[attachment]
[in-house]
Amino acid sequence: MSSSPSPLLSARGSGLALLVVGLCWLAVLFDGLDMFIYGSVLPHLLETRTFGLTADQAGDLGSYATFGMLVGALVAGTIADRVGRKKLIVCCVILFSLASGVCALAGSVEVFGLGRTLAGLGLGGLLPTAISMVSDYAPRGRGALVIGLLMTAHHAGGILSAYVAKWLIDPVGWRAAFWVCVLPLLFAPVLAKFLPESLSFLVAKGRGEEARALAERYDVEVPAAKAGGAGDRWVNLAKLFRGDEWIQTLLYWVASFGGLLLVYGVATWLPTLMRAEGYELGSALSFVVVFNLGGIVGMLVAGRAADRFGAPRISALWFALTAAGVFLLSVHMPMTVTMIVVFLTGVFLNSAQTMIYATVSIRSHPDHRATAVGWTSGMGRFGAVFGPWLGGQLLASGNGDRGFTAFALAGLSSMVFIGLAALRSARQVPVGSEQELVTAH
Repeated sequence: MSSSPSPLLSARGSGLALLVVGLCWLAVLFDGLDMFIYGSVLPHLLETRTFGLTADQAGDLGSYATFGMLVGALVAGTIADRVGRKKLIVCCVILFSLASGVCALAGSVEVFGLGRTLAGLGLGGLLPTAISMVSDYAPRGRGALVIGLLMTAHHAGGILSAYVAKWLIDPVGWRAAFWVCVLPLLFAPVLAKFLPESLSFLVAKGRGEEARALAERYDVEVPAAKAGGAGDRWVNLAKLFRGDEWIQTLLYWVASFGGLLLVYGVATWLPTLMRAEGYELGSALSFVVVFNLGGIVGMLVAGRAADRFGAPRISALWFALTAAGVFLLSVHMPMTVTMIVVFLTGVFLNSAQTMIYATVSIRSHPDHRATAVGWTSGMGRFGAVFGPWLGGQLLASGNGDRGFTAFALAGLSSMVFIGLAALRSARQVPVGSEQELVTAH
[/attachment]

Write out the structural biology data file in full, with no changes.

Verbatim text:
[in-house]
Amino acid sequence: MSSSPSPLLSARGSGLALLVVGLCWLAVLFDGLDMFIYGSVLPHLLETRTFGLTADQAGDLGSYATFGMLVGALVAGTIADRVGRKKLIVCCVILFSLASGVCALAGSVEVFGLGRTLAGLGLGGLLPTAISMVSDYAPRGRGALVIGLLMTAHHAGGILSAYVAKWLIDPVGWRAAFWVCVLPLLFAPVLAKFLPESLSFLVAKGRGEEARALAERYDVEVPAAKAGGAGDRWVNLAKLFRGDEWIQTLLYWVASFGGLLLVYGVATWLPTLMRAEGYELGSALSFVVVFNLGGIVGMLVAGRAADRFGAPRISALWFALTAAGVFLLSVHMPMTVTMIVVFLTGVFLNSAQTMIYATVSIRSHPDHRATAVGWTSGMGRFGAVFGPWLGGQLLASGNGDRGFTAFALAGLSSMVFIGLAALRSARQVPVGSEQELVTAH
Repeated sequence: MSSSPSPLLSARGSGLALLVVGLCWLAVLFDGLDMFIYGSVLPHLLETRTFGLTADQAGDLGSYATFGMLVGALVAGTIADRVGRKKLIVCCVILFSLASGVCALAGSVEVFGLGRTLAGLGLGGLLPTAISMVSDYAPRGRGALVIGLLMTAHHAGGILSAYVAKWLIDPVGWRAAFWVCVLPLLFAPVLAKFLPESLSFLVAKGRGEEARALAERYDVEVPAAKAGGAGDRWVNLAKLFRGDEWIQTLLYWVASFGGLLLVYGVATWLPTLMRAEGYELGSALSFVVVFNLGGIVGMLVAGRAADRFGAPRISALWFALTAAGVFLLSVHMPMTVTMIVVFLTGVFLNSAQTMIYATVSIRSHPDHRATAVGWTSGMGRFGAVFGPWLGGQLLASGNGDRGFTAFALAGLSSMVFIGLAALRSARQVPVGSEQELVTAH